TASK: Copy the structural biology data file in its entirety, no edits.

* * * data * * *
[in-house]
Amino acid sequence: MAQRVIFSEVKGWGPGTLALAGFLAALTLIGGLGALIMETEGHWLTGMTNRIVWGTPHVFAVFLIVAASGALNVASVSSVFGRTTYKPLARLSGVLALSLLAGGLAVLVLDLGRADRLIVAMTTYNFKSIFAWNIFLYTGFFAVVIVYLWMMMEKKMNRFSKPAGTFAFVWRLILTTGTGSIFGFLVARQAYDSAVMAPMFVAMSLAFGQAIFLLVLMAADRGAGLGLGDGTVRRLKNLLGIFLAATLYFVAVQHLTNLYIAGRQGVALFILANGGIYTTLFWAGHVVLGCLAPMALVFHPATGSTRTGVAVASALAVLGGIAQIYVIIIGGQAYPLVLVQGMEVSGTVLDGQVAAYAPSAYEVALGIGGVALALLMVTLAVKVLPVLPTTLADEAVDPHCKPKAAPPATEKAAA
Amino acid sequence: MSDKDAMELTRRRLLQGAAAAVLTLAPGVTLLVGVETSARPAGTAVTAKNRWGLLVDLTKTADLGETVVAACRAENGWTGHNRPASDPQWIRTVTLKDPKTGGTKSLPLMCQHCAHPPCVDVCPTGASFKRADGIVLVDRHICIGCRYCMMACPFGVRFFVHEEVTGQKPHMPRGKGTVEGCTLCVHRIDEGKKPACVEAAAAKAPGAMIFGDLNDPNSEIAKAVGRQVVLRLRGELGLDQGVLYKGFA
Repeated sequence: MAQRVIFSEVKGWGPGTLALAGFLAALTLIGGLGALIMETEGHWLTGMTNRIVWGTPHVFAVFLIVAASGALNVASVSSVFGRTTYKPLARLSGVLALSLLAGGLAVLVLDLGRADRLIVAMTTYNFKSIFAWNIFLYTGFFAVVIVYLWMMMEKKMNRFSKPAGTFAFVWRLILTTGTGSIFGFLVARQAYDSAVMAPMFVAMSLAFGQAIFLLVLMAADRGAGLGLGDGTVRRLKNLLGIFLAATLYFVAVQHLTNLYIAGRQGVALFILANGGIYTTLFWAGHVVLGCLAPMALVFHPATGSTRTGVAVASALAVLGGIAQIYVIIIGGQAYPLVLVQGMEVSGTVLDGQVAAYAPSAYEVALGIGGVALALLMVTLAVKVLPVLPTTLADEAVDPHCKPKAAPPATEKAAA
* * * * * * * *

[in-house]
Amino acid sequence: MAQRVIFSEVKGWGPGTLALAGFLAALTLIGGLGALIMETEGHWLTGMTNRIVWGTPHVFAVFLIVAASGALNVASVSSVFGRTTYKPLARLSGVLALSLLAGGLAVLVLDLGRADRLIVAMTTYNFKSIFAWNIFLYTGFFAVVIVYLWMMMEKKMNRFSKPAGTFAFVWRLILTTGTGSIFGFLVARQAYDSAVMAPMFVAMSLAFGQAIFLLVLMAADRGAGLGLGDGTVRRLKNLLGIFLAATLYFVAVQHLTNLYIAGRQGVALFILANGGIYTTLFWAGHVVLGCLAPMALVFHPATGSTRTGVAVASALAVLGGIAQIYVIIIGGQAYPLVLVQGMEVSGTVLDGQVAAYAPSAYEVALGIGGVALALLMVTLAVKVLPVLPTTLADEAVDPHCKPKAAPPATEKAAA
Amino acid sequence: MSDKDAMELTRRRLLQGAAAAVLTLAPGVTLLVGVETSARPAGTAVTAKNRWGLLVDLTKTADLGETVVAACRAENGWTGHNRPASDPQWIRTVTLKDPKTGGTKSLPLMCQHCAHPPCVDVCPTGASFKRADGIVLVDRHICIGCRYCMMACPFGVRFFVHEEVTGQKPHMPRGKGTVEGCTLCVHRIDEGKKPACVEAAAAKAPGAMIFGDLNDPNSEIAKAVGRQVVLRLRGELGLDQGVLYKGFA
Repeated sequence: MAQRVIFSEVKGWGPGTLALAGFLAALTLIGGLGALIMETEGHWLTGMTNRIVWGTPHVFAVFLIVAASGALNVASVSSVFGRTTYKPLARLSGVLALSLLAGGLAVLVLDLGRADRLIVAMTTYNFKSIFAWNIFLYTGFFAVVIVYLWMMMEKKMNRFSKPAGTFAFVWRLILTTGTGSIFGFLVARQAYDSAVMAPMFVAMSLAFGQAIFLLVLMAADRGAGLGLGDGTVRRLKNLLGIFLAATLYFVAVQHLTNLYIAGRQGVALFILANGGIYTTLFWAGHVVLGCLAPMALVFHPATGSTRTGVAVASALAVLGGIAQIYVIIIGGQAYPLVLVQGMEVSGTVLDGQVAAYAPSAYEVALGIGGVALALLMVTLAVKVLPVLPTTLADEAVDPHCKPKAAPPATEKAAA